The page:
Orpheus (1950)

Not Rated   |    |  Fantasy, Drama, Romance

Orpheus (1950) Poster

A poet in love with Death follows his unhappy wife into the underworld.


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User Reviews

22 March 2014 | cafescott
| Beyond the mirror
I enjoy the enthusiasm from user reviewer Dave G ("One of the truly great masterpieces of cinema", Dave G from Sheffield, England, 25 January 2000). Also, from peterehoward ("The closest cinema has come to poetry", peterehoward, United Kingdom, 13 November 2005).

Good background information can be found from rdoyle29 ("A timeless fantasy classic", rdoyle29 from Winnipeg, Canada, 17 September 2000). In addition, Ed from NY, NY ("the most poetic of all films", Ed from New York, NY, 23 May 2002) does a good job in figuring out a perplexing plot turn near the end.

Jean Cocteau's "Orpheus" (1950) is a bizarre, dream-like journey to the Underworld and back. It is surprising not only because of the depth of its madness, but also because it came out of seemingly buoyant, post-war France. By today's standards the pacing is a little slow; and it is occasionally soporific. However, if you have the patience for it the feeling is this is a cinematic masterpiece that demands repeated viewing.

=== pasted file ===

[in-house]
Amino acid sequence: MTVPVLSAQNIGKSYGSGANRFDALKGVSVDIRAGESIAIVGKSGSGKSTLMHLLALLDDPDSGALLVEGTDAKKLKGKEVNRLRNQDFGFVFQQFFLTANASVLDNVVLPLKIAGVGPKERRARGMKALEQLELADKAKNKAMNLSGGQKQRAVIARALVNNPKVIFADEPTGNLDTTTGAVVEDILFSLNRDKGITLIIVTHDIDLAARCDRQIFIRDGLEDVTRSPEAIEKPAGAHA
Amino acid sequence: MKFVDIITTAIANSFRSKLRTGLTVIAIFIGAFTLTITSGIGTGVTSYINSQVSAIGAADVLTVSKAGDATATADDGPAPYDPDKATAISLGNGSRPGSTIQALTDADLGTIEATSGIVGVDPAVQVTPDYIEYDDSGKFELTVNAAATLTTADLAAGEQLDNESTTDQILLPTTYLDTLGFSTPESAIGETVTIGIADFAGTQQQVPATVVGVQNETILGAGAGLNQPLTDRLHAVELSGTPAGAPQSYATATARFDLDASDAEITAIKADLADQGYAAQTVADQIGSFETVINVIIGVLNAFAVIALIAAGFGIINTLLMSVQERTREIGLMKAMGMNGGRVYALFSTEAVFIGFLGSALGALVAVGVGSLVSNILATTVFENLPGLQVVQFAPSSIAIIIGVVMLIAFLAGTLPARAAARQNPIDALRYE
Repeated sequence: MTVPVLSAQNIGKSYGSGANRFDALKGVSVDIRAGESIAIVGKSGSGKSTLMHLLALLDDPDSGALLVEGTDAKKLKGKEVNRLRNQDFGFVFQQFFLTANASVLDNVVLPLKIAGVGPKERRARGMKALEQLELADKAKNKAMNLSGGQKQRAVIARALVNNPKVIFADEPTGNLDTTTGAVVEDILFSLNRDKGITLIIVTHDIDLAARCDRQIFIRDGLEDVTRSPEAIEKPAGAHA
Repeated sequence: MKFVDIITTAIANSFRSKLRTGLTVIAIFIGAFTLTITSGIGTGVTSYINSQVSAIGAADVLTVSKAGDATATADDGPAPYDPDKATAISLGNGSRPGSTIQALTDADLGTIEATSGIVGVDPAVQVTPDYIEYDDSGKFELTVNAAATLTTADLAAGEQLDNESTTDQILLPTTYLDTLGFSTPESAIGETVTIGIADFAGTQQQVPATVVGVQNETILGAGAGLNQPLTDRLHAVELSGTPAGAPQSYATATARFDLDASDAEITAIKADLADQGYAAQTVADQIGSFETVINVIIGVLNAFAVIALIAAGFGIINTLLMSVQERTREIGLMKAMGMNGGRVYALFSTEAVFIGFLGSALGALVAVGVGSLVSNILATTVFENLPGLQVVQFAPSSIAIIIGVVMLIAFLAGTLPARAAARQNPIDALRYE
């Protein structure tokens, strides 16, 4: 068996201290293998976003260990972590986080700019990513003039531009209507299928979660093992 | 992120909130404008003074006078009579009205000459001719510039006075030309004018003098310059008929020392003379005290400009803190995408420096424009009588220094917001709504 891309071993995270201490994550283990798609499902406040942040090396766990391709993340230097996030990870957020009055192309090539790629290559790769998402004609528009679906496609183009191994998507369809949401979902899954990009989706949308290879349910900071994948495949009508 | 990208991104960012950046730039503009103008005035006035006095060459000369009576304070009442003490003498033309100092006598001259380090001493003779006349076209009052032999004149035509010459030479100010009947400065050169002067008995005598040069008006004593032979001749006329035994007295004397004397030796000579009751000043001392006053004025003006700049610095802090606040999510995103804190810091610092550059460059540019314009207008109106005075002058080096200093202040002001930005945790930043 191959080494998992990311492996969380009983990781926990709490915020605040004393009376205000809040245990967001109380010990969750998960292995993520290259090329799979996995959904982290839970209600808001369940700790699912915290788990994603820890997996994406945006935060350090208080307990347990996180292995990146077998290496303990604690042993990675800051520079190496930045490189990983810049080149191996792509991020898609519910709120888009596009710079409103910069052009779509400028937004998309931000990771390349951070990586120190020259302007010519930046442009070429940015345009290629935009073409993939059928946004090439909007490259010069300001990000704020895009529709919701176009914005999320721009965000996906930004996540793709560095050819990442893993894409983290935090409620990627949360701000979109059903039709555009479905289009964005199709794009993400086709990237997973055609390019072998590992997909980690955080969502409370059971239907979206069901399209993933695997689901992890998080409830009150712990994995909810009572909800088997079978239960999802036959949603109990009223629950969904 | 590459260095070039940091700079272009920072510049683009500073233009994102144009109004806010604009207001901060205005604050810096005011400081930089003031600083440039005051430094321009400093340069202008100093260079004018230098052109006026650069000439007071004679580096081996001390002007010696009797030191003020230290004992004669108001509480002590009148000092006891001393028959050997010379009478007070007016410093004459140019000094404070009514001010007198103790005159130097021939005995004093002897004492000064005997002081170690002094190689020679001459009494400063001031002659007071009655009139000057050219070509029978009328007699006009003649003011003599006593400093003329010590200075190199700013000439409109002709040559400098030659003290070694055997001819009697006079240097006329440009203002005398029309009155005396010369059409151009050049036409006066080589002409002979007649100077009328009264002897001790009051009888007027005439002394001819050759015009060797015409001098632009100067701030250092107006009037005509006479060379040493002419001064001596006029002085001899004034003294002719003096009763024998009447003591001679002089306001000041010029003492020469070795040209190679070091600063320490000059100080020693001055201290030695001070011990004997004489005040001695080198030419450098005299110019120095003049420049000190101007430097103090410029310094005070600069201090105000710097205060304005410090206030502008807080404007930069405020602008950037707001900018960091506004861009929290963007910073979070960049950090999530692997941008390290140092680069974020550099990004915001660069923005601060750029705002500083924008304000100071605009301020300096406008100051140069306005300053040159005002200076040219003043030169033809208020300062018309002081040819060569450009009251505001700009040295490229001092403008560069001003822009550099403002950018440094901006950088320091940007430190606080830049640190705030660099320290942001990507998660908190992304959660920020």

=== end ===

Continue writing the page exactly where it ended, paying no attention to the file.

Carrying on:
Cocteau's nightmarish retelling of the Greek legend featuring poet Orpheus, his frequently-ignored wife Eurydice and the Princess of Death borrows from personal memories of the director as well as Francophile war experiences. For example, the cryptic radio personality that Orpheus obsesses over is regarded to represent the BBC communicating coded words to the French Resistance. In addition, the mob that will assault Orpheus is derived from early intellectual critics of Cocteau's art.

The actors are first-rate. Cocteau's former lover, Jean Marais, is convincing as a celebrity who can compel others with his magnetism. However, two other cast members are exceptional. Maria Casares is mesmerizing as the Princess of Death. François Périer is also note-perfect as the chauffeur Heurtebise. Ms. Casares, who steals all of her scenes, speaks (the frequently insane) lines of her underworld character with total conviction; she is a principal source of the pervasive horror. Périer's Heurtebise is another character who appears at times to be speaking from another world.

Visually, Cocteau is interesting throughout. As a writer he creates a grotesque universe. This is a great way to escape mundane human existence--and perhaps, a look at what is coming in the afterlife.

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